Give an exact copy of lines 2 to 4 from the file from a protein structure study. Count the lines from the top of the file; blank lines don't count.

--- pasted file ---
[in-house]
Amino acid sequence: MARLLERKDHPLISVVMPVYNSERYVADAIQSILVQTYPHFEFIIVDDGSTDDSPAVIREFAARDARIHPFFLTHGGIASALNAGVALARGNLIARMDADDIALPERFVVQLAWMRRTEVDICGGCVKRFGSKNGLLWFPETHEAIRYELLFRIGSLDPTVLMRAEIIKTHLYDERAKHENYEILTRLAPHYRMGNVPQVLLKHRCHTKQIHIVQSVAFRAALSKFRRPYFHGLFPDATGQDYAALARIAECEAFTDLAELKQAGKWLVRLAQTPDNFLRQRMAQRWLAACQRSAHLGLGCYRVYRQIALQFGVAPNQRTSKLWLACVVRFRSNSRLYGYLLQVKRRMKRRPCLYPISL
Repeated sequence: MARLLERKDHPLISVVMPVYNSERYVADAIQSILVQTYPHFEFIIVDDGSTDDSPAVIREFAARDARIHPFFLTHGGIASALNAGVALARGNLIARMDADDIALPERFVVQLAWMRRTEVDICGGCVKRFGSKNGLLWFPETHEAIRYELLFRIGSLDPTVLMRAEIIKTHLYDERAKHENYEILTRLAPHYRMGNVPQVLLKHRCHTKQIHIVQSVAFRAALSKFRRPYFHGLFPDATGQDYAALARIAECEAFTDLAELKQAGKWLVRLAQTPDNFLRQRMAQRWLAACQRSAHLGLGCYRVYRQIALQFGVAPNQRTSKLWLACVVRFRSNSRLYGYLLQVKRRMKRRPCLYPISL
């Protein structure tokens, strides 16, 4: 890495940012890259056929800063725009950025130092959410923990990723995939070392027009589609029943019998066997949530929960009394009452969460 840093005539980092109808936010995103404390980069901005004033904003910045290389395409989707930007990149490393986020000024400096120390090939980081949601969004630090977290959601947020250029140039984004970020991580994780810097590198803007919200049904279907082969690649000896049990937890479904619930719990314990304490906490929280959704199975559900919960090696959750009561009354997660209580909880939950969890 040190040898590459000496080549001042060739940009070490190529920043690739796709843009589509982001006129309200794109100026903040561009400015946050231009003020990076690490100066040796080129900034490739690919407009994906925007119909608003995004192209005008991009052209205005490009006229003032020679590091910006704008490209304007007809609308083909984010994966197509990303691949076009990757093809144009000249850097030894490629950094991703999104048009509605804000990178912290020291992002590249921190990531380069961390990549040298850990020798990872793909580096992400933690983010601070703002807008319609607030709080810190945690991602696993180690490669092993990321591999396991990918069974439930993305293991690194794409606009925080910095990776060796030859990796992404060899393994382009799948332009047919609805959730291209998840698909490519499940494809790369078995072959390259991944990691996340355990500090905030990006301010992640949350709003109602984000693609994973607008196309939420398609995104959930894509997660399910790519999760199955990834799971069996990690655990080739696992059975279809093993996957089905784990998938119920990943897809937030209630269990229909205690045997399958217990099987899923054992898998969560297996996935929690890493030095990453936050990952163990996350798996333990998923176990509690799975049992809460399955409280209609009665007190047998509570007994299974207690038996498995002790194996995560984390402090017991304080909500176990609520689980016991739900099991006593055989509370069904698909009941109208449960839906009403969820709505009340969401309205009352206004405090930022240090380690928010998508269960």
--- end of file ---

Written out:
Amino acid sequence: MARLLERKDHPLISVVMPVYNSERYVADAIQSILVQTYPHFEFIIVDDGSTDDSPAVIREFAARDARIHPFFLTHGGIASALNAGVALARGNLIARMDADDIALPERFVVQLAWMRRTEVDICGGCVKRFGSKNGLLWFPETHEAIRYELLFRIGSLDPTVLMRAEIIKTHLYDERAKHENYEILTRLAPHYRMGNVPQVLLKHRCHTKQIHIVQSVAFRAALSKFRRPYFHGLFPDATGQDYAALARIAECEAFTDLAELKQAGKWLVRLAQTPDNFLRQRMAQRWLAACQRSAHLGLGCYRVYRQIALQFGVAPNQRTSKLWLACVVRFRSNSRLYGYLLQVKRRMKRRPCLYPISL
Repeated sequence: MARLLERKDHPLISVVMPVYNSERYVADAIQSILVQTYPHFEFIIVDDGSTDDSPAVIREFAARDARIHPFFLTHGGIASALNAGVALARGNLIARMDADDIALPERFVVQLAWMRRTEVDICGGCVKRFGSKNGLLWFPETHEAIRYELLFRIGSLDPTVLMRAEIIKTHLYDERAKHENYEILTRLAPHYRMGNVPQVLLKHRCHTKQIHIVQSVAFRAALSKFRRPYFHGLFPDATGQDYAALARIAECEAFTDLAELKQAGKWLVRLAQTPDNFLRQRMAQRWLAACQRSAHLGLGCYRVYRQIALQFGVAPNQRTSKLWLACVVRFRSNSRLYGYLLQVKRRMKRRPCLYPISL
């Protein structure tokens, strides 16, 4: 890495940012890259056929800063725009950025130092959410923990990723995939070392027009589609029943019998066997949530929960009394009452969460 840093005539980092109808936010995103404390980069901005004033904003910045290389395409989707930007990149490393986020000024400096120390090939980081949601969004630090977290959601947020250029140039984004970020991580994780810097590198803007919200049904279907082969690649000896049990937890479904619930719990314990304490906490929280959704199975559900919960090696959750009561009354997660209580909880939950969890 040190040898590459000496080549001042060739940009070490190529920043690739796709843009589509982001006129309200794109100026903040561009400015946050231009003020990076690490100066040796080129900034490739690919407009994906925007119909608003995004192209005008991009052209205005490009006229003032020679590091910006704008490209304007007809609308083909984010994966197509990303691949076009990757093809144009000249850097030894490629950094991703999104048009509605804000990178912290020291992002590249921190990531380069961390990549040298850990020798990872793909580096992400933690983010601070703002807008319609607030709080810190945690991602696993180690490669092993990321591999396991990918069974439930993305293991690194794409606009925080910095990776060796030859990796992404060899393994382009799948332009047919609805959730291209998840698909490519499940494809790369078995072959390259991944990691996340355990500090905030990006301010992640949350709003109602984000693609994973607008196309939420398609995104959930894509997660399910790519999760199955990834799971069996990690655990080739696992059975279809093993996957089905784990998938119920990943897809937030209630269990229909205690045997399958217990099987899923054992898998969560297996996935929690890493030095990453936050990952163990996350798996333990998923176990509690799975049992809460399955409280209609009665007190047998509570007994299974207690038996498995002790194996995560984390402090017991304080909500176990609520689980016991739900099991006593055989509370069904698909009941109208449960839906009403969820709505009340969401309205009352206004405090930022240090380690928010998508269960």